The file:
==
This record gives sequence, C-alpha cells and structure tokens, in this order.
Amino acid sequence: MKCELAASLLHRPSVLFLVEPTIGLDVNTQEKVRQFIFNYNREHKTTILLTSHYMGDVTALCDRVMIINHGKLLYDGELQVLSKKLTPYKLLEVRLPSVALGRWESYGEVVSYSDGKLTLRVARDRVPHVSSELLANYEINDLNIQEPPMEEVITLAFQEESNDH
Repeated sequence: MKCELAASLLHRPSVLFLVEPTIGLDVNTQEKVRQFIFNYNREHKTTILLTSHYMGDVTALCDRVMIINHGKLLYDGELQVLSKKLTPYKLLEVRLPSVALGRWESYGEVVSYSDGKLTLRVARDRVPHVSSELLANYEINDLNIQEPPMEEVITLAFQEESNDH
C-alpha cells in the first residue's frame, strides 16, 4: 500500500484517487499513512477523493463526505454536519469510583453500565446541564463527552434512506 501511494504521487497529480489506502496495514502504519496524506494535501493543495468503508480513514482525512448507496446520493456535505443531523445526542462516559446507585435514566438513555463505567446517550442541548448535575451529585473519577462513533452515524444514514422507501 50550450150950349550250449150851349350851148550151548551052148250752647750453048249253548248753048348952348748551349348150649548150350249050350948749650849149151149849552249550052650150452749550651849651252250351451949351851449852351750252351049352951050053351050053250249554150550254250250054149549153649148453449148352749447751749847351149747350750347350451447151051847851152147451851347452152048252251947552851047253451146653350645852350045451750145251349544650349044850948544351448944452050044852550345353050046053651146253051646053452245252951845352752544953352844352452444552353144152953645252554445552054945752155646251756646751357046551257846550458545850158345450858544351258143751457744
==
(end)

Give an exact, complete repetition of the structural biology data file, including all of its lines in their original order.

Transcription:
This record gives sequence, C-alpha cells and structure tokens, in this order.
Amino acid sequence: MKCELAASLLHRPSVLFLVEPTIGLDVNTQEKVRQFIFNYNREHKTTILLTSHYMGDVTALCDRVMIINHGKLLYDGELQVLSKKLTPYKLLEVRLPSVALGRWESYGEVVSYSDGKLTLRVARDRVPHVSSELLANYEINDLNIQEPPMEEVITLAFQEESNDH
Repeated sequence: MKCELAASLLHRPSVLFLVEPTIGLDVNTQEKVRQFIFNYNREHKTTILLTSHYMGDVTALCDRVMIINHGKLLYDGELQVLSKKLTPYKLLEVRLPSVALGRWESYGEVVSYSDGKLTLRVARDRVPHVSSELLANYEINDLNIQEPPMEEVITLAFQEESNDH
C-alpha cells in the first residue's frame, strides 16, 4: 500500500484517487499513512477523493463526505454536519469510583453500565446541564463527552434512506 501511494504521487497529480489506502496495514502504519496524506494535501493543495468503508480513514482525512448507496446520493456535505443531523445526542462516559446507585435514566438513555463505567446517550442541548448535575451529585473519577462513533452515524444514514422507501 50550450150950349550250449150851349350851148550151548551052148250752647750453048249253548248753048348952348748551349348150649548150350249050350948749650849149151149849552249550052650150452749550651849651252250351451949351851449852351750252351049352951050053351050053250249554150550254250250054149549153649148453449148352749447751749847351149747350750347350451447151051847851152147451851347452152048252251947552851047253451146653350645852350045451750145251349544650349044850948544351448944452050044852550345353050046053651146253051646053452245252951845352752544953352844352452444552353144152953645252554445552054945752155646251756646751357046551257846550458545850158345450858544351258143751457744